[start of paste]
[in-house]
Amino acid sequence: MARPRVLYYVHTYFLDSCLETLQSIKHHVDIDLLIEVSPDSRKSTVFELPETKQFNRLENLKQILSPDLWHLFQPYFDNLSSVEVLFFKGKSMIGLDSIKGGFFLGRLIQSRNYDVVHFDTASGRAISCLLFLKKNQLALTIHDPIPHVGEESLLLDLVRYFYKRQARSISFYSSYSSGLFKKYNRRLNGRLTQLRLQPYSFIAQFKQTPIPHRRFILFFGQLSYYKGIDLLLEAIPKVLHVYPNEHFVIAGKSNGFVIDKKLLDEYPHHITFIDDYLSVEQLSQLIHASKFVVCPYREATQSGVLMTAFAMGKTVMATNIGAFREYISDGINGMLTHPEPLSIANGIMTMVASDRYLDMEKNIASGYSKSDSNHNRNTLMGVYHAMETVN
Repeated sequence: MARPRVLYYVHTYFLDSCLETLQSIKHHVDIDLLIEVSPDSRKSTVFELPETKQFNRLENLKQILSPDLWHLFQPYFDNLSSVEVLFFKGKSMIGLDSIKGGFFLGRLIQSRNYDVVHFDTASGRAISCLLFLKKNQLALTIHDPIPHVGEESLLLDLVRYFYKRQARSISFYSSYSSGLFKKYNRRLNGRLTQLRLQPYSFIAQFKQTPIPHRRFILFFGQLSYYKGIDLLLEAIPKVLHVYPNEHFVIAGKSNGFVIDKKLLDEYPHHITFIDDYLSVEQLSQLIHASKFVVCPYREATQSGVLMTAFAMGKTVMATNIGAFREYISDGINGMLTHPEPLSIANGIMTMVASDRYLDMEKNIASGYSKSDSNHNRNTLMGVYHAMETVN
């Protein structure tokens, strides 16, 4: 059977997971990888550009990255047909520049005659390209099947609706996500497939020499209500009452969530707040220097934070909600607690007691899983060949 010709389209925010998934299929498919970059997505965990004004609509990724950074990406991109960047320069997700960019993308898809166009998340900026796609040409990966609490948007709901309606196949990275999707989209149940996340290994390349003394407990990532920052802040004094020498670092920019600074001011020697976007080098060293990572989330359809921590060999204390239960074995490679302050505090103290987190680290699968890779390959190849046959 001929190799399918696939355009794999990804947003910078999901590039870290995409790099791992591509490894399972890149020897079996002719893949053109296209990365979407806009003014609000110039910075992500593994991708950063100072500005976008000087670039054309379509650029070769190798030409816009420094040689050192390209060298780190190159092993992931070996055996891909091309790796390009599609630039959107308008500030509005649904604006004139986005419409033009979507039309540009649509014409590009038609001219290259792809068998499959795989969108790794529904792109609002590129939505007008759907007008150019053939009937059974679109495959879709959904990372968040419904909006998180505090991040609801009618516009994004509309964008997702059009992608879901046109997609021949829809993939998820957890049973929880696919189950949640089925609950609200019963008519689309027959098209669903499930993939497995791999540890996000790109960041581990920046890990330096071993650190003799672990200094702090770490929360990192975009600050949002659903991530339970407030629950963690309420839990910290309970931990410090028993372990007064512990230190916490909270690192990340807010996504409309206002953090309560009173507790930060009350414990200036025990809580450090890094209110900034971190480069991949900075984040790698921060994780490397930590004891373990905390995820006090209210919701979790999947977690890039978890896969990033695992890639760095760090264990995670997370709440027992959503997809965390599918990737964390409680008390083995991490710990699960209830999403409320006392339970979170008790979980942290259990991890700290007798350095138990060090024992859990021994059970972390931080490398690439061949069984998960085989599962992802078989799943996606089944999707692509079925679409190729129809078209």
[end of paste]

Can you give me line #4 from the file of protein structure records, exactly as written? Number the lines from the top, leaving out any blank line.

């Protein structure tokens, strides 16, 4: 059977997971990888550009990255047909520049005659390209099947609706996500497939020499209500009452969530707040220097934070909600607690007691899983060949 010709389209925010998934299929498919970059997505965990004004609509990724950074990406991109960047320069997700960019993308898809166009998340900026796609040409990966609490948007709901309606196949990275999707989209149940996340290994390349003394407990990532920052802040004094020498670092920019600074001011020697976007080098060293990572989330359809921590060999204390239960074995490679302050505090103290987190680290699968890779390959190849046959 001929190799399918696939355009794999990804947003910078999901590039870290995409790099791992591509490894399972890149020897079996002719893949053109296209990365979407806009003014609000110039910075992500593994991708950063100072500005976008000087670039054309379509650029070769190798030409816009420094040689050192390209060298780190190159092993992931070996055996891909091309790796390009599609630039959107308008500030509005649904604006004139986005419409033009979507039309540009649509014409590009038609001219290259792809068998499959795989969108790794529904792109609002590129939505007008759907007008150019053939009937059974679109495959879709959904990372968040419904909006998180505090991040609801009618516009994004509309964008997702059009992608879901046109997609021949829809993939998820957890049973929880696919189950949640089925609950609200019963008519689309027959098209669903499930993939497995791999540890996000790109960041581990920046890990330096071993650190003799672990200094702090770490929360990192975009600050949002659903991530339970407030629950963690309420839990910290309970931990410090028993372990007064512990230190916490909270690192990340807010996504409309206002953090309560009173507790930060009350414990200036025990809580450090890094209110900034971190480069991949900075984040790698921060994780490397930590004891373990905390995820006090209210919701979790999947977690890039978890896969990033695992890639760095760090264990995670997370709440027992959503997809965390599918990737964390409680008390083995991490710990699960209830999403409320006392339970979170008790979980942290259990991890700290007798350095138990060090024992859990021994059970972390931080490398690439061949069984998960085989599962992802078989799943996606089944999707692509079925679409190729129809078209």